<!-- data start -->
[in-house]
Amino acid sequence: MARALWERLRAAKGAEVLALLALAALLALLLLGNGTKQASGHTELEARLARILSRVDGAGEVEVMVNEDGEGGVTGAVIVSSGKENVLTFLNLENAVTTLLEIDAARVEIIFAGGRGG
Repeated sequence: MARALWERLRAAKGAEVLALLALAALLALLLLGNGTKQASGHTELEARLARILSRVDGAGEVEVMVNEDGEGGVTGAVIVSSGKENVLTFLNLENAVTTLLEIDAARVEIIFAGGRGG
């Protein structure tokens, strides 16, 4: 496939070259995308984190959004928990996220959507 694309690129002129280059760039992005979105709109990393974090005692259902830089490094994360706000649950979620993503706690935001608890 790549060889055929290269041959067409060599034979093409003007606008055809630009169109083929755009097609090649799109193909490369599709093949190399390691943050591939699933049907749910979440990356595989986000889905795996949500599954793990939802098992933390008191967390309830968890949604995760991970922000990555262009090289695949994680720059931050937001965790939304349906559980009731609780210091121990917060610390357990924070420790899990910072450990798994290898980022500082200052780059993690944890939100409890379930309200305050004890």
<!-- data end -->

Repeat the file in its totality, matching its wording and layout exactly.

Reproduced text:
[in-house]
Amino acid sequence: MARALWERLRAAKGAEVLALLALAALLALLLLGNGTKQASGHTELEARLARILSRVDGAGEVEVMVNEDGEGGVTGAVIVSSGKENVLTFLNLENAVTTLLEIDAARVEIIFAGGRGG
Repeated sequence: MARALWERLRAAKGAEVLALLALAALLALLLLGNGTKQASGHTELEARLARILSRVDGAGEVEVMVNEDGEGGVTGAVIVSSGKENVLTFLNLENAVTTLLEIDAARVEIIFAGGRGG
């Protein structure tokens, strides 16, 4: 496939070259995308984190959004928990996220959507 694309690129002129280059760039992005979105709109990393974090005692259902830089490094994360706000649950979620993503706690935001608890 790549060889055929290269041959067409060599034979093409003007606008055809630009169109083929755009097609090649799109193909490369599709093949190399390691943050591939699933049907749910979440990356595989986000889905795996949500599954793990939802098992933390008191967390309830968890949604995760991970922000990555262009090289695949994680720059931050937001965790939304349906559980009731609780210091121990917060610390357990924070420790899990910072450990798994290898980022500082200052780059993690944890939100409890379930309200305050004890």